Over the last couple weeks, we have been spending a lot of time making observations and investigating nature. Throughout our study of biodiversity, we have been documenting our observations in our nature journals by drawing pictures and scientifically labeling them. Most recently, we made observations of the insects in our classroom. We got to observe the praying mantises eat fruit flies, we identified clues that the cabbage butterflies were maturing, and even got to take turns holding the Luna moth! We enjoyed recording these experiences in our journals afterwards.
We have been focusing on learning more about plants and insects around our community. We have done this by exploring the biodiversity in our schoolyard and on Pacific’s campus. We have had fun going on nature walks, using nature guides to identify plants on Pacific’s campus, as well as participating in a nature scavenger hunt where we took pictures of the items we found using digital cameras. One way we have used these experiences and our observations during these activities outside as inspiration in the classroom is by building plants and insects out of Legos and pipe cleaners!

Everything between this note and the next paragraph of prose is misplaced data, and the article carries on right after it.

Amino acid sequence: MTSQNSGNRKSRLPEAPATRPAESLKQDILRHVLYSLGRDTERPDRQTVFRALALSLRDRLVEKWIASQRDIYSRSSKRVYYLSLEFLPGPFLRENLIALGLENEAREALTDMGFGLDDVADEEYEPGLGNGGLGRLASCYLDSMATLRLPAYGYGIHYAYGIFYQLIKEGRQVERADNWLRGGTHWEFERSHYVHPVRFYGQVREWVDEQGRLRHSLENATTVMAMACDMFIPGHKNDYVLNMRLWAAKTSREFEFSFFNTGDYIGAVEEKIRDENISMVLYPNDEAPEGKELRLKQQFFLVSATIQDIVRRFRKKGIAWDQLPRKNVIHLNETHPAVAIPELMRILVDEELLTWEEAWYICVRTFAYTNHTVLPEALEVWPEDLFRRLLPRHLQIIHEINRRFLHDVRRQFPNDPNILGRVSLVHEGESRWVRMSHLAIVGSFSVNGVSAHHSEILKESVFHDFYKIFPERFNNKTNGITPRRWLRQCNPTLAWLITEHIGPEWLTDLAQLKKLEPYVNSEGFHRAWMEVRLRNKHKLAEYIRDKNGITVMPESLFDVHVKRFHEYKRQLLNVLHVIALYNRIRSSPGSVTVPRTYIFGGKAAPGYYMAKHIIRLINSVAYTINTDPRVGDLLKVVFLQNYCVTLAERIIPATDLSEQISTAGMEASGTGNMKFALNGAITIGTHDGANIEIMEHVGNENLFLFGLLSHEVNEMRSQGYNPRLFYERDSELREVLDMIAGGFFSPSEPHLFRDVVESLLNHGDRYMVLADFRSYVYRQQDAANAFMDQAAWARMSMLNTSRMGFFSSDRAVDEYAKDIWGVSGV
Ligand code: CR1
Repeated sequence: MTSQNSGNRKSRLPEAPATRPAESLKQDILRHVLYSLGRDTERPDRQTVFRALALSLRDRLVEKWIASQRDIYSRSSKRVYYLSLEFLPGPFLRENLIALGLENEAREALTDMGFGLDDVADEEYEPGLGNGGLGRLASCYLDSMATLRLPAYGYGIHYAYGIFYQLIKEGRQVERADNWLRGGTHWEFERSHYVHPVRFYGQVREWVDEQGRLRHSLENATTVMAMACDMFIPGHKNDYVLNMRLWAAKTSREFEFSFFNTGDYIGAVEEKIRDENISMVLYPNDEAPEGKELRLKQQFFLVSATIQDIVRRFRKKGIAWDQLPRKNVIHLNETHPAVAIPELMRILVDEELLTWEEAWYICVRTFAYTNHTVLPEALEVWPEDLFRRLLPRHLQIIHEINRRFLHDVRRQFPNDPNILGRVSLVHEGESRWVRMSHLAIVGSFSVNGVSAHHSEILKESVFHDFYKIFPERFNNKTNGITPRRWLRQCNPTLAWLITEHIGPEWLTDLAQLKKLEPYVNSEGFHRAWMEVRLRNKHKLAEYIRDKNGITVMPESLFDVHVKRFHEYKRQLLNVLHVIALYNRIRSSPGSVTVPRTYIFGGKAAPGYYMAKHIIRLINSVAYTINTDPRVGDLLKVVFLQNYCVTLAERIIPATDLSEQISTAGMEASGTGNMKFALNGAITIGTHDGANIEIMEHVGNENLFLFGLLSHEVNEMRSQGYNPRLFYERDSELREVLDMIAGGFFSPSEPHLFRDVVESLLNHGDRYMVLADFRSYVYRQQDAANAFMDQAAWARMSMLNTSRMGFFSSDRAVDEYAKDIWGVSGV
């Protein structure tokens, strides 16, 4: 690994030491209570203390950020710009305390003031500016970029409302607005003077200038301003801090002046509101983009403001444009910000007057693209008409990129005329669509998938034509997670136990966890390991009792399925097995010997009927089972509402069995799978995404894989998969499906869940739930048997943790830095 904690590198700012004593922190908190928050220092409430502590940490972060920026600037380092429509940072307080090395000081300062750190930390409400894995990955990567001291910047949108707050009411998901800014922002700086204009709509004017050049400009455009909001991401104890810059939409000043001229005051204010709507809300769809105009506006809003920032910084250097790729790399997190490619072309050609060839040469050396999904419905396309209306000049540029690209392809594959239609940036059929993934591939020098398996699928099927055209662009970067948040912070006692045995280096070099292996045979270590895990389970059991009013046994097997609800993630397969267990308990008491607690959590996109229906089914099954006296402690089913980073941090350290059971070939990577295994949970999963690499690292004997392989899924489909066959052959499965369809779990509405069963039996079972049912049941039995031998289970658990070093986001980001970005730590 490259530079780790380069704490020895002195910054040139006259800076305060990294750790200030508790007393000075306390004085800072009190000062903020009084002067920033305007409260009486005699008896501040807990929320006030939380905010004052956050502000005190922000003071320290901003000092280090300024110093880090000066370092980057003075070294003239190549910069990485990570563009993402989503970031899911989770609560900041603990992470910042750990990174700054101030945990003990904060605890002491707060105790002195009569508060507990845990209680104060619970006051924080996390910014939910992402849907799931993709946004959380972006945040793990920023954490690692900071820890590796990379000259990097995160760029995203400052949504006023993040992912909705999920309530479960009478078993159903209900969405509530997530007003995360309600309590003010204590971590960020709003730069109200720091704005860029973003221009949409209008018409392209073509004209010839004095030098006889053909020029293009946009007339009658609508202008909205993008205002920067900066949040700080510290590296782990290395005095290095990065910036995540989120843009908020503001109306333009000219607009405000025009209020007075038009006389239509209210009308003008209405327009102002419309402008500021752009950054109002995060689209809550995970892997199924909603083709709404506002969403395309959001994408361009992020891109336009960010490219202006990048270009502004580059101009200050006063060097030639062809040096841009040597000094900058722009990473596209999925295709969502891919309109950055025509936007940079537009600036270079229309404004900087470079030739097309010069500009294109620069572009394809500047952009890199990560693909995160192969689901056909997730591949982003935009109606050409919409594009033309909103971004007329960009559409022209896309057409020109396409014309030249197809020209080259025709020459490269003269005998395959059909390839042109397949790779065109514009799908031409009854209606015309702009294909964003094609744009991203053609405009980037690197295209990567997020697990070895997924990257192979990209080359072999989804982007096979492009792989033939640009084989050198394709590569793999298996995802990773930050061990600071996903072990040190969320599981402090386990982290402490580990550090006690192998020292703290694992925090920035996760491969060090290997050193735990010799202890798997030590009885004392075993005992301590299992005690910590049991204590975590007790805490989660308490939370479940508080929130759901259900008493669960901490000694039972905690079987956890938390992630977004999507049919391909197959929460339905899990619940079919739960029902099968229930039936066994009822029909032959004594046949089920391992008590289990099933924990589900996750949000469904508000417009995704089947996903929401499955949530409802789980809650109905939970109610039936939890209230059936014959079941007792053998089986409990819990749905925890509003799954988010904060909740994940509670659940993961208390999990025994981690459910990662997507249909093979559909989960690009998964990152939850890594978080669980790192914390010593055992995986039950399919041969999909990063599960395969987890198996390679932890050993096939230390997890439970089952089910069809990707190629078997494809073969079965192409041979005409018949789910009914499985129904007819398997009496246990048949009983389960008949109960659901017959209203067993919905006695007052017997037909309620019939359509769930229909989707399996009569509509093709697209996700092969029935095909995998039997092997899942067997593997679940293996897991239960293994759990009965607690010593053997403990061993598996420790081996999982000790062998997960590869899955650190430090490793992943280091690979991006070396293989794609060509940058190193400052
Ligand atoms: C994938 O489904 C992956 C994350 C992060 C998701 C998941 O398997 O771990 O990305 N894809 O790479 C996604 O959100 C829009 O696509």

Another exciting thing we just finished is our plant investigations. In these investigations, we explored whether or not plants need sunlight and water to grow. Many of us hypothesized that they did and we tested that hypothesis by observing 4 different tomato plants: Plant #1 got sunlight and no water, Plant #2 got water and no sunlight, Plant #3 got sunlight and water, and Plant #4 got neither sunlight or water. Each day we measured our plants and recorded observations of their growth and appearance. Surprisingly we found that Pant #2 and Plant #3 both did fairly well, whereas many of us hypothesized that only Plant #3 would be healthy at the end of our investigation. This led us to question if water is more important than sunlight for plant growth. We also discussed how different kinds of plants have different kinds of growing needs. We celebrated the end of our plant investigation by planting our 4 tomato plants in the schoolyard and we can’t wait to taste the tomatoes that will eventually grow on them!